Welcome to PoliceUK.com

PoliceUK has been online since May 2002 and since that time has grown to be the number one resource for police recruitment information in the UK.

Every year thousands of people apply to join any one of 55 Home Office and non-Home Office forces in the United Kingdom. Only a fraction (approximately 8%) of these applicants are successful. PoliceUK has the information to give you the best possible chance to be a part of that 8%!

This site focuses predominantly on the career path of a Constable however there are several other career options, some of which you can find information about on this site. Want to provide a visible presence on the streets? Reassure the community and tackle antisocial behaviour? The role of a Police Community Support Officer could be for you! Want to support your front line colleagues by performing vital support roles behind the scenes? How about one of the many roles performed by the Police Support Staff? PoliceUK has information on all the careers available in the UK Police Force. You can navigate around the site using the navigation menu to the left of your screen.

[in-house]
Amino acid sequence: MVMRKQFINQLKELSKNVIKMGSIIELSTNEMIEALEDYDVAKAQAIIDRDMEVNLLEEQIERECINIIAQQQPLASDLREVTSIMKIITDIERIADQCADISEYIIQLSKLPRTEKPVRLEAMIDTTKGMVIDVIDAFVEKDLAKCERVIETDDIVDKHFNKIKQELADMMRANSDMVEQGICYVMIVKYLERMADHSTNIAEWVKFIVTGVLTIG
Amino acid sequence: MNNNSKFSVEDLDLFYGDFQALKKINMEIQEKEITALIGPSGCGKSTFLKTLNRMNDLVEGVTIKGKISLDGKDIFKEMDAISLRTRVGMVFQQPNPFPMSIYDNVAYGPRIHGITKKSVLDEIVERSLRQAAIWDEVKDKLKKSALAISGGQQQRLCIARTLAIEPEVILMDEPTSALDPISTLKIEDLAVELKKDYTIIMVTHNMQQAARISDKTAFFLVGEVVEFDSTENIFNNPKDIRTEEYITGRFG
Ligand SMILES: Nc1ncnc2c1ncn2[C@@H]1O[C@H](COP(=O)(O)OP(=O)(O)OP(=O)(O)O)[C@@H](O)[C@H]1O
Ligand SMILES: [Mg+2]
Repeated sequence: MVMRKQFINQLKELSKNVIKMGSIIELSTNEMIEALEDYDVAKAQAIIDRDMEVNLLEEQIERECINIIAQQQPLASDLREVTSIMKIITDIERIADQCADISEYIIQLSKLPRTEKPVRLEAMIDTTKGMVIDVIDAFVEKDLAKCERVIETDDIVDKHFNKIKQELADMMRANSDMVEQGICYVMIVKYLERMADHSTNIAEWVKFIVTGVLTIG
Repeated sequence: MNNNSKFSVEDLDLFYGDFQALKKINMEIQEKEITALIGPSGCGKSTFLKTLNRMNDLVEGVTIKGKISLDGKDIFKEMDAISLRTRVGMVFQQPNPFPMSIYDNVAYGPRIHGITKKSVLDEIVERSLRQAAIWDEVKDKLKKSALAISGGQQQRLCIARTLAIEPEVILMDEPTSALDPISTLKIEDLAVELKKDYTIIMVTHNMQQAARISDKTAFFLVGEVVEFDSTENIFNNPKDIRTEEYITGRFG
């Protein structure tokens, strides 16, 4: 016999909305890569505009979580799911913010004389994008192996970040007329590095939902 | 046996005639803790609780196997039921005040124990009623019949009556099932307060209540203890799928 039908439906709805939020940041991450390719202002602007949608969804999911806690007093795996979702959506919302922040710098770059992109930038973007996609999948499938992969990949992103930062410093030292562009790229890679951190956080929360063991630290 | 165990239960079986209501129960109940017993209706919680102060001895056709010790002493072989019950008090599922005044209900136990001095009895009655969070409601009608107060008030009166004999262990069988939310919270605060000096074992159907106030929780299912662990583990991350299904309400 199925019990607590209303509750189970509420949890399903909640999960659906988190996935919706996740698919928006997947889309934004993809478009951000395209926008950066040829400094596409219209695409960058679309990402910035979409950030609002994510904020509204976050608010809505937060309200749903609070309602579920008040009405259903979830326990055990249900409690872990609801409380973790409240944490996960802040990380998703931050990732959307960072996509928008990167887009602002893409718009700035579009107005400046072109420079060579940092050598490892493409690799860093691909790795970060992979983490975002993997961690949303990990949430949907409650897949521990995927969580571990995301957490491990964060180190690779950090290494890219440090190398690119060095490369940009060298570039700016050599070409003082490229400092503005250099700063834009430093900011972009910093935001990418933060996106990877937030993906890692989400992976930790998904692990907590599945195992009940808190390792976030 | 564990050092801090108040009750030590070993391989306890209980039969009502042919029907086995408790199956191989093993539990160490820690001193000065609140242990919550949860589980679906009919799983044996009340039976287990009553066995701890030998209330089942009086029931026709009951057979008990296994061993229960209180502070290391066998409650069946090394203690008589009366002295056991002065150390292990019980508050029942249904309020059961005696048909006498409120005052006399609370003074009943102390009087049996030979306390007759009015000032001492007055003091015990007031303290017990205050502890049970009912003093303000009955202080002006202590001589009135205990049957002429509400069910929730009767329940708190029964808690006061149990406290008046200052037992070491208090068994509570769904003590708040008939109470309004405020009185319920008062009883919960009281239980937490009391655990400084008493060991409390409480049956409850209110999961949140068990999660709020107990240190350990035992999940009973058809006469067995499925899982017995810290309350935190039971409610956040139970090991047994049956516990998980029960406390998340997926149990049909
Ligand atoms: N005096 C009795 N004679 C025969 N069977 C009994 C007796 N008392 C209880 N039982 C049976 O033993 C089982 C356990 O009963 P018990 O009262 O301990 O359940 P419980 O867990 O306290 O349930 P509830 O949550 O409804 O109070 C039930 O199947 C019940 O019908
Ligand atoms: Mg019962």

The PoliceUK Forum was launched on May 2003 and has become the most popular area of the site. The site has 8,000 registered members who have contributed almost 150,000 posts to nearly 11,000 topics. We have a diverse range of users in the forum, from those who are interested but are yet to apply, to experienced Constables with several years service. If you have a recruitment related question but cannot find the answer at PoliceUK then you are bound to find the answer in the PoliceUK Forum.